Or perhaps and I dearly hope, only takes a small nibble and backs off in revulsion, once the target customers for the item in question have their say. I speak of the American Girl book imbroglio. A book by an in-house writer with all the proper and up-to-the-moment proggie qualifications and sympathies – has been distributed as part of toy behemoth Mattel’s American Girl brand. The book, aimed at pre-teens and tweens, openly suggests changing gender by chemical and surgical means, should they not feel comfortable in their bodies as girls. By the term girls, I mean the pre-mature of the female sex. (Honestly, looking at the picture of the author, I am not surprised at her proggie leanings. Facial piercings – anything but a small hole in each earlobe for earrings – now constitutes a social warning for me.) Look, puberty as it is, remains a miserable and confusing enough experience for many teens. Encouraging and enabling girls to take powerful drugs to delay puberty and have their breasts surgically removed if they are a little unhappy with the form that their bodies have or are assuming … this is not helpful. Appearing to countenance keeping parents in the dark if they do not support this chemical and surgical mutilation … even more so not-good. This development with American Girl is horrifying, but, alas, not particularly surprising, given how just about every long-time and supposedly family-friendly mass establishment such as Disney has gone all-in woke for the latest social media fad. Those fond parents and grandparents who buy American Girl merch for their daughters and granddaughters are not the least bit happy about this development – not the least because it’s coming on to Christmas, where indulgent generosity is expected, not least by retail outlets hoping to make up for an otherwise bleak economic year.
American Girl dolls and their accessories, clothes, play-set furniture, and books have been around since the mid-1980s. They were created at least as much for educational purposes as they were as toys. I always regretted that, as high-quality as they were and therefore eye-bleeding expensive, I couldn’t afford one for my daughter when she was of the age to play with dolls. I thought that the American Girl characters presented a better, more realistic, and appropriate body image to girls than Barbie of the outrageously unrealistic proportions, and the clothes were so much easier to make. Besides – educational about history and the lives of girls in other times. Being the proud possessor of a couple of bales of fabric scraps, trim, and notions, and skilled with a sewing machine, I was more than happy enough to create American Girl dresses and costumes for the craft fairs, when my daughter suggested that I do so, several years ago.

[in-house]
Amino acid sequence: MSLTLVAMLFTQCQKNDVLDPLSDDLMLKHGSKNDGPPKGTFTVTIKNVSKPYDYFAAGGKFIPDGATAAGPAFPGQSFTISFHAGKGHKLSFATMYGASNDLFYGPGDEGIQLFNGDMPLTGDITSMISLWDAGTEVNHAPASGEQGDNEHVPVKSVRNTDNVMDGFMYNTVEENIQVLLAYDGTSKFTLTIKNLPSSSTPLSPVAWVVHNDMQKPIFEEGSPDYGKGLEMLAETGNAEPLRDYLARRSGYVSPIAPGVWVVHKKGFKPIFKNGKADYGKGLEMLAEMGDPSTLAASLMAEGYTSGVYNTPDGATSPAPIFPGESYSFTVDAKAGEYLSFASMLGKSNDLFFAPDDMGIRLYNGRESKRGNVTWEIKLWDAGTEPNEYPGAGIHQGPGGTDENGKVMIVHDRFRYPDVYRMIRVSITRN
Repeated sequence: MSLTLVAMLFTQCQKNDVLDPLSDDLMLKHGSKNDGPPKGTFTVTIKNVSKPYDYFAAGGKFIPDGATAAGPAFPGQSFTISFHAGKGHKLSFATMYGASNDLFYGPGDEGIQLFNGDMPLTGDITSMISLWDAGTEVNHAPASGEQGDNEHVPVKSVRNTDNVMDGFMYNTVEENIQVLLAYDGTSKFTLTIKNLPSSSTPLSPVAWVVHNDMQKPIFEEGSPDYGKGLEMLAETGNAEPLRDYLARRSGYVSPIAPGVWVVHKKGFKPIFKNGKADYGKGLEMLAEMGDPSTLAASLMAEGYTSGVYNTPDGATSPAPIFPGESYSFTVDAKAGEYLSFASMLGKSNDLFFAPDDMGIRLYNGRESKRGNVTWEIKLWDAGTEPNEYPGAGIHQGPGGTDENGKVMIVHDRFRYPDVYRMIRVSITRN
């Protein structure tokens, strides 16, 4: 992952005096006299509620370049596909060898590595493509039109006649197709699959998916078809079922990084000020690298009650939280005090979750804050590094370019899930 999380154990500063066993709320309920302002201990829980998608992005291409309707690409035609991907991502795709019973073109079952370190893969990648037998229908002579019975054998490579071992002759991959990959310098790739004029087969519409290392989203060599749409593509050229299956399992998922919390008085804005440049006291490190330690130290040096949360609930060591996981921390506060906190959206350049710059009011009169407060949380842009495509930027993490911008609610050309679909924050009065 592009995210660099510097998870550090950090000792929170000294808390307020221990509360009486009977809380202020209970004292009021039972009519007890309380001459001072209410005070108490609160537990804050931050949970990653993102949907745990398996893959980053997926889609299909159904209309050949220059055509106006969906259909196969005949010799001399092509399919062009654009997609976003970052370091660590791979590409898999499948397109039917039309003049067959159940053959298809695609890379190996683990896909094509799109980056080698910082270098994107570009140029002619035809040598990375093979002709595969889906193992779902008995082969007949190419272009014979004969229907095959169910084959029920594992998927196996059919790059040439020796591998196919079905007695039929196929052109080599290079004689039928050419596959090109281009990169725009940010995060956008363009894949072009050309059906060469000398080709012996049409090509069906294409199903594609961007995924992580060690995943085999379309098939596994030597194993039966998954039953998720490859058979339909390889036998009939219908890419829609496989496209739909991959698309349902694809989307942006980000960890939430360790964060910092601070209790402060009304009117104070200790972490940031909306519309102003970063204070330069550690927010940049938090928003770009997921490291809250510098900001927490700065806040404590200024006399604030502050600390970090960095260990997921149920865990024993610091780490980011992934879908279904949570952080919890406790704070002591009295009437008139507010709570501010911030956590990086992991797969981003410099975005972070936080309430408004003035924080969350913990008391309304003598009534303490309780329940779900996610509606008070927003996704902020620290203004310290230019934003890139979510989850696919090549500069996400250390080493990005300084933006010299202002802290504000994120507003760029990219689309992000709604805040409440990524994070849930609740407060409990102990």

There is a very strong market for those 18-inch girl dolls; whether American Girl, copy-cat 18-inch dolls and similar types, they remain enormously popular, even if the originator of American Girl sold the whole concept to Mattel later. Crafters and seamstresses created new patterns for home-made bespoke clothes, and collectors are only slightly less fanatical about their dolls than the little girls who are the target audience for them.
I had a first-hand experience of this unhappiness this last weekend, I had a spot for myself and my books at the New Braunfels Museum of Texas Handmade Furniture, which is run by the local Heritage Society. I had promised to have an educational item on display along with my books, and I thought to take Matilda, my knock-off American Girl doll, clad in her Victorian unmentionables, and explain to interested children what 19th Century women wore under their outfits, since not a few people have remarked on my own penchant for wearing 19th or early 20th century outfits on these occasions. Matilda was clad in a shift, bloomers, corset, hoopskirt, and petticoat, with an 1860s dress and pinny laid aside as an example of what she would have been wearing when she was fully dressed. I’ll have you know that the junior audience was hugely entertained to hear that women commonly didn’t wear underpants until the fashion of hoopskirts was established. Because it made it easier to use the bathroom, or whatever passed for a toilet facility in Ye Days of Olde. Also small boys also wore dresses (rather plainer than their sisters’) until they were potty-trained, as skirts made it easier to either pee or change diapers. And corsets are really not that uncomfortable at all.
Late in the afternoon, Matilda and I did attract the intense interest of a young girl who has an American Girl doll, and who loved the dress and pinny. I sold that set to her hovering parent, who confessed that he had heard about the current imbroglio, was exceedingly distressed by it, and would much rather put money into my hands for the dress-and-pinny set, as a small local crafter than enrich Mattel by so much as one thin dime. Will the American Girl brand, owned by Mattel, take the hit that the Disney brand has taken, over this holiday buying season, when retail outlets pick up the slack and make bank. One might hope. Although my daughter thinks that Mattel likely will have to take as many hits as Disney has – to the point of going broke, rather than give up the woke credentials. Comment as you wish.